Examining the Gulf expands our understanding of how contemporary cities and urban societies come to be built and sustained. Repeatedly in our chapters, extremes and distinctions in the Gulf—heights of buildings, demographic incongruity, and the contrast of traditions with cosmopolitan ambition—offer up lessons applicable to other places. Gulf reality enlightens us about the challenges and tensions central to urban functioning more generally. These considerations point to the possibilities for achievement as well as cautioning against myopic excess. For those of us in the West (and other places too), we can take our findings (and method) from the Gulf and try them on for “fit.” We learn, as we anticipated in our opening chapter, that the classic urban theories—Marxian, neoclassic-economic models, or otherwise—do not always work. All the efforts toward a universalistic explanation fall short. We also see in a clear way that the doctrine of city-hinterland symbiosis, as inherited from past urban analysis, fails to come through. Chicago has been called “nature’s metropolis,”1 given that its natural surrounds provide a base for its industries (e.g., meat, ores, and grain). Other than oil, Gulf cities have no such regional symbiosis. Though geographically small, Abu Dhabi and Doha are near the peak of the urban wealth hierarchy, even as they lack significant manufacturing or agriculture sectors. As with Las Vegas before them, they do not arise from a productive hinterland. Again, we caution, Gulf cities are not isolated examples; they point to others. Stand-alone cities based on technology, recreation, innovation, and education now abound across the world.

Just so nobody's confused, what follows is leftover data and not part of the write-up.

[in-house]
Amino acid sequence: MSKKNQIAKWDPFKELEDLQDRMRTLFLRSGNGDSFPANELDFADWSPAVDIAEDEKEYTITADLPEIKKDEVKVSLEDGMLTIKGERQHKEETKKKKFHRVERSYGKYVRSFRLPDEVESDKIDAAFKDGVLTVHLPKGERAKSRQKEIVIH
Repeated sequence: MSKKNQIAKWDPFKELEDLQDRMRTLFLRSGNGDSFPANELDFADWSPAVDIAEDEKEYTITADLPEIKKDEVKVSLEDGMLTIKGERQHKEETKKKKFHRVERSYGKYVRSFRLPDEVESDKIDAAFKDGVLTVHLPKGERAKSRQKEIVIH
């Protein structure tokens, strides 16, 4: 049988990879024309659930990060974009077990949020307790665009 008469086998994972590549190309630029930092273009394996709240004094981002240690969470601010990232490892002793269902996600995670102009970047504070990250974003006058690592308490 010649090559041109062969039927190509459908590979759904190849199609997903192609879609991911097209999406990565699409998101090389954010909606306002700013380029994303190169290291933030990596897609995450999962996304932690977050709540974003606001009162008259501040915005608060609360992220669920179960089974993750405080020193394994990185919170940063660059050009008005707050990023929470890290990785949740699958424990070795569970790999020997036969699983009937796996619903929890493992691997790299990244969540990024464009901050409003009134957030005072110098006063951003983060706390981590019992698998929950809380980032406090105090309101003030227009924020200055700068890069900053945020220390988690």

Conclusion: From Gulf Cities Onward

d. ponzini
2019

Abstract

Examining the Gulf expands our understanding of how contemporary cities and urban societies come to be built and sustained. Repeatedly in our chapters, extremes and distinctions in the Gulf—heights of buildings, demographic incongruity, and the contrast of traditions with cosmopolitan ambition—offer up lessons applicable to other places. Gulf reality enlightens us about the challenges and tensions central to urban functioning more generally. These considerations point to the possibilities for achievement as well as cautioning against myopic excess. For those of us in the West (and other places too), we can take our findings (and method) from the Gulf and try them on for “fit.” We learn, as we anticipated in our opening chapter, that the classic urban theories—Marxian, neoclassic-economic models, or otherwise—do not always work. All the efforts toward a universalistic explanation fall short. We also see in a clear way that the doctrine of city-hinterland symbiosis, as inherited from past urban analysis, fails to come through. Chicago has been called “nature’s metropolis,”1 given that its natural surrounds provide a base for its industries (e.g., meat, ores, and grain). Other than oil, Gulf cities have no such regional symbiosis. Though geographically small, Abu Dhabi and Doha are near the peak of the urban wealth hierarchy, even as they lack significant manufacturing or agriculture sectors. As with Las Vegas before them, they do not arise from a productive hinterland. Again, we caution, Gulf cities are not isolated examples; they point to others. Stand-alone cities based on technology, recreation, innovation, and education now abound across the world.
The New Arab Urban: Gulf Cities of Wealth, Ambition, and Distress
9781479897254
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Utilizza questo identificativo per citare o creare un link a questo documento: http://hdl.handle.net/11311/1126470
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